Chassis building on a honeycomb ceramic plate.

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Re: Chassis building on a honeycomb ceramic plate.

Postby pfuetze » Thu Feb 04, 2016 4:42 am

Roland, for the
FF030 motors, smallest wheel diameter is 11mm (ground clearance 0mm), with 13mm wheels -> 1mm ground clearance.
FF050 (DSlot), 12mm smallest wheels
boxer (SH030A) 12.5mm (because there is a plate under the motor with 1.5mm (maybe this pod can be changed to accept 9.5mm wheels)

sorry for the OT

the soldering on a honeycomb plate is awesome, learned many things, thanks!
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Re: Chassis building on a honeycomb ceramic plate.

Postby MichiganCur » Thu Apr 14, 2016 6:49 pm

Saw some ceramic honeycomb plates at a local store, so I picked up the largest that they had. Seems to be just right for 143... Hoping it'll be good if I ever make the switch to 132. It's 3 and 13/16ths inches by 5 and 13/32nds inches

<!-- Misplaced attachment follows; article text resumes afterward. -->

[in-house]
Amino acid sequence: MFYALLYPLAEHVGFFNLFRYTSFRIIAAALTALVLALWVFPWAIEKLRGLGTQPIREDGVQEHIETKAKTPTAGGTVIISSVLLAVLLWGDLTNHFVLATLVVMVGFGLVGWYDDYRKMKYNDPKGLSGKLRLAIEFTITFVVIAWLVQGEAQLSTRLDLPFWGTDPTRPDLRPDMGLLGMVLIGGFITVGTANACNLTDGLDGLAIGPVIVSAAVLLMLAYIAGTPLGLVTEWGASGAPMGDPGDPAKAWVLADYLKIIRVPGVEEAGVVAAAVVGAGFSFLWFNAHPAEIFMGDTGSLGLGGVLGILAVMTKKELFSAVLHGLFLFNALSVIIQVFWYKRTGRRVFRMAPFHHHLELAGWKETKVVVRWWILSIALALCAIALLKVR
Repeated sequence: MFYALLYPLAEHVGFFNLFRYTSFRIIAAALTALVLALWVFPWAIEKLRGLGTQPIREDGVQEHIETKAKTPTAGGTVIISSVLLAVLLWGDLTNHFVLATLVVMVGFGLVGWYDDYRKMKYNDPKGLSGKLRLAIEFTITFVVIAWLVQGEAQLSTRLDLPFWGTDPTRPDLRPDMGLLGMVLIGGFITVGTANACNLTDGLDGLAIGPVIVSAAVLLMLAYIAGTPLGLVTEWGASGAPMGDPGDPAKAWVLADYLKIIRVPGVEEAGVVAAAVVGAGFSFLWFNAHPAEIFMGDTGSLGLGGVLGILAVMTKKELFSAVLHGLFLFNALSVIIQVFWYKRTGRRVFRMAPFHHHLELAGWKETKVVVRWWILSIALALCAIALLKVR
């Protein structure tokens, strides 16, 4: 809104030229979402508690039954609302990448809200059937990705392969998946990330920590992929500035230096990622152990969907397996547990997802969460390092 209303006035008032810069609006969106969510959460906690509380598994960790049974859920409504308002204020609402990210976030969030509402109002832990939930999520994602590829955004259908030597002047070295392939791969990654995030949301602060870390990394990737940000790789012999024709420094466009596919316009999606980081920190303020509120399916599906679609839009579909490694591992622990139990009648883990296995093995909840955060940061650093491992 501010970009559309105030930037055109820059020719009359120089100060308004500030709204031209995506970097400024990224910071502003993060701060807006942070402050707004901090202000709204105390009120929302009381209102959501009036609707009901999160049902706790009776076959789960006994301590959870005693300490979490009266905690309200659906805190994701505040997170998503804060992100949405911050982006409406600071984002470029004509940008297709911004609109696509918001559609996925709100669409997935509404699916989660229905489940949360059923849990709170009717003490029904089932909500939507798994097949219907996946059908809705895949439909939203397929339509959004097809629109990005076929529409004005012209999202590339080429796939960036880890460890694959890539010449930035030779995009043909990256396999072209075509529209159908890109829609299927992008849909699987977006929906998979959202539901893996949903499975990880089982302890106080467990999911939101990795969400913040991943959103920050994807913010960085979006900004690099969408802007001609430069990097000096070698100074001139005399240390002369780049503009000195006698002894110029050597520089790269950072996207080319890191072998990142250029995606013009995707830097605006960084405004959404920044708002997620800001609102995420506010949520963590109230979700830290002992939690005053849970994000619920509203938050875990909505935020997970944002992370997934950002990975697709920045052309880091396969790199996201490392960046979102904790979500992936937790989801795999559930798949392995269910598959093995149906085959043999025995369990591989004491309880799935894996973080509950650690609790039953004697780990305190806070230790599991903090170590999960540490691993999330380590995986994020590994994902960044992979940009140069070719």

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Re: Chassis building on a honeycomb ceramic plate.

Postby DManley » Fri Apr 15, 2016 3:17 am

Where did you get them? I haven't found any locally, and I'm in Michigan too. I may be taking a couple of medical road trips in the next few weeks, so if they are anywhere near Traverse City, I might grab some.
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Re: Chassis building on a honeycomb ceramic plate.

Postby MichiganCur » Fri Apr 15, 2016 8:46 am

I was up in the soo. If I remember the name of the shop I'll post it

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Re: Chassis building on a honeycomb ceramic plate.

Postby Retro Racer 44 » Fri Apr 15, 2016 11:52 am

That is exactly the size I use for 1/32.

Good to see another member of the "Honeycomb Club".

Happy scratch building,

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Re: Chassis building on a honeycomb ceramic plate.